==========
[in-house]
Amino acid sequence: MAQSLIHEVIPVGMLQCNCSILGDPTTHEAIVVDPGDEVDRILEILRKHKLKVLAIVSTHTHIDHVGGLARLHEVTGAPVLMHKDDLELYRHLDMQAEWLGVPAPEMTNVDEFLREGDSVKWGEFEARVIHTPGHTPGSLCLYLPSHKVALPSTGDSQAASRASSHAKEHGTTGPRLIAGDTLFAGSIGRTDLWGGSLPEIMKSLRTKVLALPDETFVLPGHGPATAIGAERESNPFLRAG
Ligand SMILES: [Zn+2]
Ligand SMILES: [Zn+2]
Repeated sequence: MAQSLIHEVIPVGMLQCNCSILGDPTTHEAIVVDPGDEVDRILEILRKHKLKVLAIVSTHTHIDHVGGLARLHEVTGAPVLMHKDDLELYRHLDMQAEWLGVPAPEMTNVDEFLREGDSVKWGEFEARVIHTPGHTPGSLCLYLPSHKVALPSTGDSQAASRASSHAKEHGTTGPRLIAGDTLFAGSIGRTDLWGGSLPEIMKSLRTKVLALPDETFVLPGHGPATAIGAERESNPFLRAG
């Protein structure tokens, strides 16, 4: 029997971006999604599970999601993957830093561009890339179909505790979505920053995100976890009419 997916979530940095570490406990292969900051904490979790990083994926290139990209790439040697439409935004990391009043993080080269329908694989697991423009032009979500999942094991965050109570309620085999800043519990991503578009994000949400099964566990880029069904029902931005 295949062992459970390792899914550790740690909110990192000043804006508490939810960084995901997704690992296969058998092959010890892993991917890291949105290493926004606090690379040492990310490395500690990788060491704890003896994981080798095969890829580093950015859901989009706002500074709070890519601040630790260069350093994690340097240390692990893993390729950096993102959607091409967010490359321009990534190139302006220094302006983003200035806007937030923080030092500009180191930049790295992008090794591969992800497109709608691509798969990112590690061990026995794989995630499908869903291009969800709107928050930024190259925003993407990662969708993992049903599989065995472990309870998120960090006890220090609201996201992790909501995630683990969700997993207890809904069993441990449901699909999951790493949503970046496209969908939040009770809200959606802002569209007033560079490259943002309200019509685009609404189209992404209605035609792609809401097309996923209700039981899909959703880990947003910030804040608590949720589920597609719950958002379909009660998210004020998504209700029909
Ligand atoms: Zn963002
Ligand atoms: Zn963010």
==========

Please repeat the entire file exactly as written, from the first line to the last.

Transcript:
[in-house]
Amino acid sequence: MAQSLIHEVIPVGMLQCNCSILGDPTTHEAIVVDPGDEVDRILEILRKHKLKVLAIVSTHTHIDHVGGLARLHEVTGAPVLMHKDDLELYRHLDMQAEWLGVPAPEMTNVDEFLREGDSVKWGEFEARVIHTPGHTPGSLCLYLPSHKVALPSTGDSQAASRASSHAKEHGTTGPRLIAGDTLFAGSIGRTDLWGGSLPEIMKSLRTKVLALPDETFVLPGHGPATAIGAERESNPFLRAG
Ligand SMILES: [Zn+2]
Ligand SMILES: [Zn+2]
Repeated sequence: MAQSLIHEVIPVGMLQCNCSILGDPTTHEAIVVDPGDEVDRILEILRKHKLKVLAIVSTHTHIDHVGGLARLHEVTGAPVLMHKDDLELYRHLDMQAEWLGVPAPEMTNVDEFLREGDSVKWGEFEARVIHTPGHTPGSLCLYLPSHKVALPSTGDSQAASRASSHAKEHGTTGPRLIAGDTLFAGSIGRTDLWGGSLPEIMKSLRTKVLALPDETFVLPGHGPATAIGAERESNPFLRAG
């Protein structure tokens, strides 16, 4: 029997971006999604599970999601993957830093561009890339179909505790979505920053995100976890009419 997916979530940095570490406990292969900051904490979790990083994926290139990209790439040697439409935004990391009043993080080269329908694989697991423009032009979500999942094991965050109570309620085999800043519990991503578009994000949400099964566990880029069904029902931005 295949062992459970390792899914550790740690909110990192000043804006508490939810960084995901997704690992296969058998092959010890892993991917890291949105290493926004606090690379040492990310490395500690990788060491704890003896994981080798095969890829580093950015859901989009706002500074709070890519601040630790260069350093994690340097240390692990893993390729950096993102959607091409967010490359321009990534190139302006220094302006983003200035806007937030923080030092500009180191930049790295992008090794591969992800497109709608691509798969990112590690061990026995794989995630499908869903291009969800709107928050930024190259925003993407990662969708993992049903599989065995472990309870998120960090006890220090609201996201992790909501995630683990969700997993207890809904069993441990449901699909999951790493949503970046496209969908939040009770809200959606802002569209007033560079490259943002309200019509685009609404189209992404209605035609792609809401097309996923209700039981899909959703880990947003910030804040608590949720589920597609719950958002379909009660998210004020998504209700029909
Ligand atoms: Zn963002
Ligand atoms: Zn963010």